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But I Don’t Really Like Serial Killers

Some time ago I blogged about getting a book by M. William Phelps through interlibrary loan. that was a well-deserved shout out (I love that expression) to the Mid-York Library System. Today I’d like to give a shout out to M. William Phelps.

I first encountered Phelps on an episode of one of my favorite crime shows, Snapped. he had written a book on the case being covered and was giving background. In addition to finding his comments informative, I noticed he was fairly gorgeous. Oh, I know, the informative part is the most important thing, but I can enjoy the scenery while I’m at it, can’t I?

I discovered M. William Phelps has a Facebook page. That was where I learned about his new series on Investigation Discovery (one of my favorite cable channels), Dark Minds. I’m always ready to check out another crime show. Dark Minds is on past my bed time (I definitely need my beauty rest), so I have been DVRing them to enjoy at my leisure.

The show is about serial killers. I must confess that serial killers are not my favorite kind of murderer. I like a nice, personal murder for a good reason, like greed or jealousy. Something anybody could understand. I don’t mind hearing about real serial killers, though, as long as it’s a well put together show. Just as an aside, I’m bored by the fictional ones, but that’s a whole other blog post.

Phelps concentrates on unsolved murders. By investigating and publicizing, he tries to heat up cold cases. What Dark Minds has that other cold case shows do not is 13. 13 is an incarcerated serial killer who through remorse or self-aggrandizement works with an FBI agent tracking other serial killers. The agent talks to 13 over a speaker phone with Phelps present. We don’t see 13’s face or even hear his real voice. It’s a little creepy, and the viewer gets a delicious sense of getting real inside information, especially when we see the shots of the corridors of the maximum security prison.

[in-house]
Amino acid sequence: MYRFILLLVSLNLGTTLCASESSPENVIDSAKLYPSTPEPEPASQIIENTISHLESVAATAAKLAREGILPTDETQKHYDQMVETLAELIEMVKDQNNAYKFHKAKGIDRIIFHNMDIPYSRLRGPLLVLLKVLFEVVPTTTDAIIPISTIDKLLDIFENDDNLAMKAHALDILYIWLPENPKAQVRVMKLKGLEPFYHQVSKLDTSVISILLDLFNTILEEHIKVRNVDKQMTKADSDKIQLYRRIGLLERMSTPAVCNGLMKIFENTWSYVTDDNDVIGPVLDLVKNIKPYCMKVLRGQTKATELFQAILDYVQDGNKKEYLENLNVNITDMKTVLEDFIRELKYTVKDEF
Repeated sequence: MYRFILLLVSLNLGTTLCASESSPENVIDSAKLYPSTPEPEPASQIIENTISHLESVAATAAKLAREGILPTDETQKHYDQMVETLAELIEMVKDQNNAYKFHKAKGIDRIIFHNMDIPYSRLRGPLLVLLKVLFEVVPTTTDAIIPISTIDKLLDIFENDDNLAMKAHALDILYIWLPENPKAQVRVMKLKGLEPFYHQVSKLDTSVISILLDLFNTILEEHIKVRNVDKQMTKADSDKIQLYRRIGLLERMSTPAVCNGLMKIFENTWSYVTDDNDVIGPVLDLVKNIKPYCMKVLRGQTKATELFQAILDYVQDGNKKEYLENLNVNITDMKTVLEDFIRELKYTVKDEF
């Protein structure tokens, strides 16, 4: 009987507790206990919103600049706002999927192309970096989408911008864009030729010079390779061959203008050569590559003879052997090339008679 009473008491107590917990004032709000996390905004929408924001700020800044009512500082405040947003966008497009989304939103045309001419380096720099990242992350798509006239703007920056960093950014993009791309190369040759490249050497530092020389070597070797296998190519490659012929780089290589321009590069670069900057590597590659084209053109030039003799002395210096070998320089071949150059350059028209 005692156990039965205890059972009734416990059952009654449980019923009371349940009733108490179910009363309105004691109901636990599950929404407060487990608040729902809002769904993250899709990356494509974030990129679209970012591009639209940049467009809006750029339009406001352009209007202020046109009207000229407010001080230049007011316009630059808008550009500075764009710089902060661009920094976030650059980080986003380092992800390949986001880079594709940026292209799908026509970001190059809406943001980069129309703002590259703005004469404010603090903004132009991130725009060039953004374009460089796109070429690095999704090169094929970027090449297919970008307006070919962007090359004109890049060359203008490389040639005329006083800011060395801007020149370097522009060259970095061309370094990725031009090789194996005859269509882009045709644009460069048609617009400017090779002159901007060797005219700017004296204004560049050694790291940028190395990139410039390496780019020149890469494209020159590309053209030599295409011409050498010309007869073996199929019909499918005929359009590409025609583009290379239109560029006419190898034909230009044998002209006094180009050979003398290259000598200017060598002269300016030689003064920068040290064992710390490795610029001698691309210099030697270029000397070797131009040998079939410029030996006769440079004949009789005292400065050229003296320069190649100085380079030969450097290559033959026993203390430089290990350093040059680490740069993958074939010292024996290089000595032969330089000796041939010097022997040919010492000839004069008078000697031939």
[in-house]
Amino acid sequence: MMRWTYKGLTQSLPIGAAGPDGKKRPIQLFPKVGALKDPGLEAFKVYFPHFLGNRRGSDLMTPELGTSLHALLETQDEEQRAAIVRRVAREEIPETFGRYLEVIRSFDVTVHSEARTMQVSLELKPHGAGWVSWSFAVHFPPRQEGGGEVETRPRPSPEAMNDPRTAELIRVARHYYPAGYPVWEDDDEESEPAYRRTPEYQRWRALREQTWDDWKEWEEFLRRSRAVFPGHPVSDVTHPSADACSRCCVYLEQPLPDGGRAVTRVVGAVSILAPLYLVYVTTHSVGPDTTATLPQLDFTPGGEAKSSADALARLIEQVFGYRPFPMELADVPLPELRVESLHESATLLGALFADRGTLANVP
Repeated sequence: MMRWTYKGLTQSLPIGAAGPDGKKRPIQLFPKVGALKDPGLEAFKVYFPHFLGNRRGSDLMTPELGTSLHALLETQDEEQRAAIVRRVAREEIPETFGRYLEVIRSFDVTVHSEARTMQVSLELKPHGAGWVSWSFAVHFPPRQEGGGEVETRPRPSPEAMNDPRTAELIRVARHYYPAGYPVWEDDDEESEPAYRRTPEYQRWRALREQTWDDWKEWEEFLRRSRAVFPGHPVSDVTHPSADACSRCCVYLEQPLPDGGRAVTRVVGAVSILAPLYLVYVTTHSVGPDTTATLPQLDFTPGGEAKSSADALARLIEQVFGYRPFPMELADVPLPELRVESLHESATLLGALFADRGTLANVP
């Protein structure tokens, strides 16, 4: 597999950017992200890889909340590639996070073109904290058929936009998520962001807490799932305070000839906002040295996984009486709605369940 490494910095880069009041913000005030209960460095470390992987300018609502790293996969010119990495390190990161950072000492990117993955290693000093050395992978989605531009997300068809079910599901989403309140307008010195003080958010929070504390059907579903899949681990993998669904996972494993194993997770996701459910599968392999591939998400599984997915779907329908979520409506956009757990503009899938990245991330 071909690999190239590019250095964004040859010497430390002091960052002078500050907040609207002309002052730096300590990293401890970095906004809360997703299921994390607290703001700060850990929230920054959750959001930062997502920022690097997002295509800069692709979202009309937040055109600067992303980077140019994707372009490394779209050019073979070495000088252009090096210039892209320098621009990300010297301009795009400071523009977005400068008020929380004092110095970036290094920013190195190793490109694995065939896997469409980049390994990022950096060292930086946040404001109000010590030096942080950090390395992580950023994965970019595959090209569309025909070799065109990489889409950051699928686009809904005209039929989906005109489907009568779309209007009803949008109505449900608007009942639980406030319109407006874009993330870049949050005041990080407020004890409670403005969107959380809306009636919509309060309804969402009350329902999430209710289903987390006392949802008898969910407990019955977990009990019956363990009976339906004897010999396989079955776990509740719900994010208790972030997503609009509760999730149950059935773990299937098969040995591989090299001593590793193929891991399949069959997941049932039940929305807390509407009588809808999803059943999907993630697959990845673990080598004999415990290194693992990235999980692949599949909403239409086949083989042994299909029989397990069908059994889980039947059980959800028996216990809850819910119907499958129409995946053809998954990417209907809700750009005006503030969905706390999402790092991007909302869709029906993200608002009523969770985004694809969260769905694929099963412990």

I have to confess, I’m not enamored of 13. He must be in control at all times. When he’s done he says, “That’s all” and breaks the connection. No options. In one episode, Phelps expressed his frustration to the FBI agent. I was glad to know I was not the only one. Some of 13’s insights I’ve heard before from FBI profilers and others. For example, why did the killings stop? The killer died or moved or is in prison for another crime. Still, 13 has a perspective that few of us (I hope) share.

Normally when I DVR a show I like, I watch several episodes in a marathon. I don’t do that with Dark Minds. I find it too disturbing. But it is a compelling show, and I intend to catch every episode.

The book I read, Too Young to Kill (Pinnacle Books, Kensington Publishing Corp., 2011), is not about a serial killer but a sad story about a teenager killed by two other teens. It is thoroughly researched, including background on teen subculture that can’t have been easy to come by. Phelps also brings you right into the emotional experience of the victims’ parents. It is a gripping, moving story.

Phelps knows about the suffering of victims’ families from personal experience. His sister-in-law was murdered and the case is still unsolved. This puts him in the same category as two other of my most admired people, John Walsh and Dominick Dunne (at least, Dunne’s daughter’s murder was solved; I don’t know about Walsh’s son’s). All three suffered tragic losses at the hands of criminals and all three became passionate victims’ advocates. They turned their sorrow into service to others. I can’t think of a better thing to say about anybody. It also makes me think. I have blessedly never suffered such a tragedy. Do I have to wait for something terrible to happen before I try to help others? I hope not, and I’m looking for things I can do to help. In the meantime, I’m enjoying reading Phelps’ books and watching his TV show.

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